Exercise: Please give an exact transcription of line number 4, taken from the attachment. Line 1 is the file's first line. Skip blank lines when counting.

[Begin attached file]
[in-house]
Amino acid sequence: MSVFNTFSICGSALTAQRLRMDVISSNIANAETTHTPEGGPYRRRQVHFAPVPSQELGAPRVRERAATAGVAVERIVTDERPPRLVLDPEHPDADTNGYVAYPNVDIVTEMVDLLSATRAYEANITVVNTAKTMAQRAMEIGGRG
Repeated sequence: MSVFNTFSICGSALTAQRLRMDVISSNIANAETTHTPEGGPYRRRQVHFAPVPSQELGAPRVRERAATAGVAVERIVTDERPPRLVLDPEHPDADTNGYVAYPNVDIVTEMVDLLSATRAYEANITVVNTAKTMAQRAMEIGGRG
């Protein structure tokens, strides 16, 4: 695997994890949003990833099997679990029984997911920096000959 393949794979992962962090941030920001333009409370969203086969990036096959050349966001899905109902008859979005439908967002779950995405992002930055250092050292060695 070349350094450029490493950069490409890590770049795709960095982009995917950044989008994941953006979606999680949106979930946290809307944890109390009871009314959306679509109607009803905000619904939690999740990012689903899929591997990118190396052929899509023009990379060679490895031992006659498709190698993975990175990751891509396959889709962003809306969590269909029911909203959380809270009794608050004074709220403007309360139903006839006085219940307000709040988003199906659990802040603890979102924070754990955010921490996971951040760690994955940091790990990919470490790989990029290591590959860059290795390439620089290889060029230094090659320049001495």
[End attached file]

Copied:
């Protein structure tokens, strides 16, 4: 695997994890949003990833099997679990029984997911920096000959 393949794979992962962090941030920001333009409370969203086969990036096959050349966001899905109902008859979005439908967002779950995405992002930055250092050292060695 070349350094450029490493950069490409890590770049795709960095982009995917950044989008994941953006979606999680949106979930946290809307944890109390009871009314959306679509109607009803905000619904939690999740990012689903899929591997990118190396052929899509023009990379060679490895031992006659498709190698993975990175990751891509396959889709962003809306969590269909029911909203959380809270009794608050004074709220403007309360139903006839006085219940307000709040988003199906659990802040603890979102924070754990955010921490996971951040760690994955940091790990990919470490790989990029290591590959860059290795390439620089290889060029230094090659320049001495």